MSJ: There's a whole new generation of people who want to see Voi Vod.
Yeah, of course. When we released Katorz, Snake and I took a couple of years off away from Voi Vod so we could mourn Piggy. I wasn't too sure if I wanted to do anything with Voi Vod anymore, but there was more and more pressure and demands from promoters  and people on the Voi Vod forums to finish Infini and go and play live again. It was really Snake who convinced me when he said if we were not going to finish infini and play live, then the music we wrote with Piggy would rot and disappear. That was the trigger that made me agree to the offers for the festivals.
MSJ: Infini was the second time that you used tapes that Piggy had left behind. Was your approach this time around pretty much the same as it was on Katorz or did you do things differently?
Katorz was made right after Piggy's departure and we were still in a state of shock. Katorz is very similar to the demos, but when the time came to finish Infini, we knew we had to update our respective parts a little to make it sound more like what we are now. I changed my parts a little, I know that Snake changed his lyrics a lot. The lyrics he wrote in 2004 were not relevant any more, he felt, and he also wanted to share the experience of losing Piggy in his lyrics. That's what I get in his new lyrics.
MSJ: The new album sounds a little bit harder than Katorz. It sounds a little bit more metallic and more complicated. Would you agree?
It's possible. We wrote 23 songs in 2004 and then Piggy went to San Francisco to record his tracks in Jason's studio there. Jason had written bass lines for ten songs that later became Katorz. So he either picked them  to the style he liked the most or maybe he wrote the basslines for the easiest tracks and saved the complicated stuff for the end. But of course, Piggy got ill and passed away...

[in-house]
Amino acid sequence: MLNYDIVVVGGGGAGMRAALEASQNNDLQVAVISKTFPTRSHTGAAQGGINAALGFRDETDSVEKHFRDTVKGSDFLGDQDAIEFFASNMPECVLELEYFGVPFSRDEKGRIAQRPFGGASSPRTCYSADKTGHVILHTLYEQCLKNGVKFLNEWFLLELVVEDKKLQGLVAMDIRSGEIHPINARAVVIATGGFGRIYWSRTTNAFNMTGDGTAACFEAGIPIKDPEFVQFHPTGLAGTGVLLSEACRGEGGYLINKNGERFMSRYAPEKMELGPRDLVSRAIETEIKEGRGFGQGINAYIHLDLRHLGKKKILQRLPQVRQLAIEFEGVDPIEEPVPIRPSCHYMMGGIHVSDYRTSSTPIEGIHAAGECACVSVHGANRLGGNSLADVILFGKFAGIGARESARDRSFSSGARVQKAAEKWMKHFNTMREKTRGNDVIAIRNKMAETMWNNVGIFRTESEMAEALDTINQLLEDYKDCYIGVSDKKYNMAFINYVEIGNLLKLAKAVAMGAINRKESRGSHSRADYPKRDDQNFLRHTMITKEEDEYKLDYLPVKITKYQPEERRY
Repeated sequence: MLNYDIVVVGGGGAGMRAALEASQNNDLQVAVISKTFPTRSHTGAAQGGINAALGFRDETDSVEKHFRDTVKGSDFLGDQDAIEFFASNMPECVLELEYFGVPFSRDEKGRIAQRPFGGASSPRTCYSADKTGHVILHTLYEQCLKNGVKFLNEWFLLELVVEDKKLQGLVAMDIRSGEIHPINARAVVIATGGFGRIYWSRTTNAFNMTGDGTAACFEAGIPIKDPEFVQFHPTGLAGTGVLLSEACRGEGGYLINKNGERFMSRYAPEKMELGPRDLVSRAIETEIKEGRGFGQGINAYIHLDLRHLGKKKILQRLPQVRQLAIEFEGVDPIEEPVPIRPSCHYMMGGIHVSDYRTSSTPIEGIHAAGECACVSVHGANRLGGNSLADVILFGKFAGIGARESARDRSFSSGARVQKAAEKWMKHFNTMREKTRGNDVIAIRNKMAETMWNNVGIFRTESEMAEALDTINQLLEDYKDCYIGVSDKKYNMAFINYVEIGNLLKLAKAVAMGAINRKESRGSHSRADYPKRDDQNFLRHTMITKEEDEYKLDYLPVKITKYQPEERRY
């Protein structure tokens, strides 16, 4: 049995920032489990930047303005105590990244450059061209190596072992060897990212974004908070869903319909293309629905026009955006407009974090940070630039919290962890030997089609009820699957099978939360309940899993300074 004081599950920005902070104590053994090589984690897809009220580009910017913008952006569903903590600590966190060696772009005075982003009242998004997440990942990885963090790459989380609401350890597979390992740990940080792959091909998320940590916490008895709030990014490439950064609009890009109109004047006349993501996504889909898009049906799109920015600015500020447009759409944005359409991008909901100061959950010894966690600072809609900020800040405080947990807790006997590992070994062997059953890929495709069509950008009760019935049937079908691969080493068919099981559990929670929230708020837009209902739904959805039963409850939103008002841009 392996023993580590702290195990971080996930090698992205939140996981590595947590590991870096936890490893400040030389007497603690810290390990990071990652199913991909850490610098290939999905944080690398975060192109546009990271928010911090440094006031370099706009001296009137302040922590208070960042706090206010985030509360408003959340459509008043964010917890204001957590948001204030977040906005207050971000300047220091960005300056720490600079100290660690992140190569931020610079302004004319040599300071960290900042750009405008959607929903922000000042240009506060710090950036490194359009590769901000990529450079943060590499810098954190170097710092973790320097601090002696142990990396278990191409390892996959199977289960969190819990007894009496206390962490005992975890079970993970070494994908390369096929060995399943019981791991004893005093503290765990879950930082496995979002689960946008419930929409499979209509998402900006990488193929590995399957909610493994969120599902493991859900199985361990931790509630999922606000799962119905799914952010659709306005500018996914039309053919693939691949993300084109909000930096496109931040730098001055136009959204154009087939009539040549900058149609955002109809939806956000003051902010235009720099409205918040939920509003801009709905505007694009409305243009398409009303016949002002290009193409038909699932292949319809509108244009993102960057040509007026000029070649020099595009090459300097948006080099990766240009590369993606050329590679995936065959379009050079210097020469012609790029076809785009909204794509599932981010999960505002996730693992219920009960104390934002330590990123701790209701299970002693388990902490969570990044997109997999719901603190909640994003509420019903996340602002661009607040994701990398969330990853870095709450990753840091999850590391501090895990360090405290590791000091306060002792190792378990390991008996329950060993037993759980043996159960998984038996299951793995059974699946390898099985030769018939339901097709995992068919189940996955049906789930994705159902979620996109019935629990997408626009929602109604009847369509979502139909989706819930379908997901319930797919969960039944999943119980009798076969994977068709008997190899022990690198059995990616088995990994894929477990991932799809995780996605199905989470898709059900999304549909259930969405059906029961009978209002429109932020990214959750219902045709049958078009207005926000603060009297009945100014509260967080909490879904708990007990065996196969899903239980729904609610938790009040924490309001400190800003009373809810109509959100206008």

MSJ: So Jason had a really big input on these two albums....
Yeah, since he joined the band, he's had a huge input. His bass playing is kind of Black Sabbath oriented and he sits on the riff a lot. So I learned to sit on the songs a little more myself. It's now more of a groove than real technical stuff on the last three albums. He's definitely a huge part of the Voi Vod sound and he's also really the ingredient that resurrected Voi Vod with his energy. He's very supportive of the band.
MSJ: I talked to him around the time the self-titled album came out and it was almost like it was a personal project for him to make Voi Vod a big thing.
He always told me that he was on a mission to get recognition to the band.  He's been promoting the band a lot. He's always been doing that...we've known him for more than 20 years . I saw him many times playing live with Metallica wearing a Voi Vod T-shirt and even on the TV show "Supernova" wearing Voi Vod shirts. He had really tried his best to help us. He's a very good friend and I really respect him.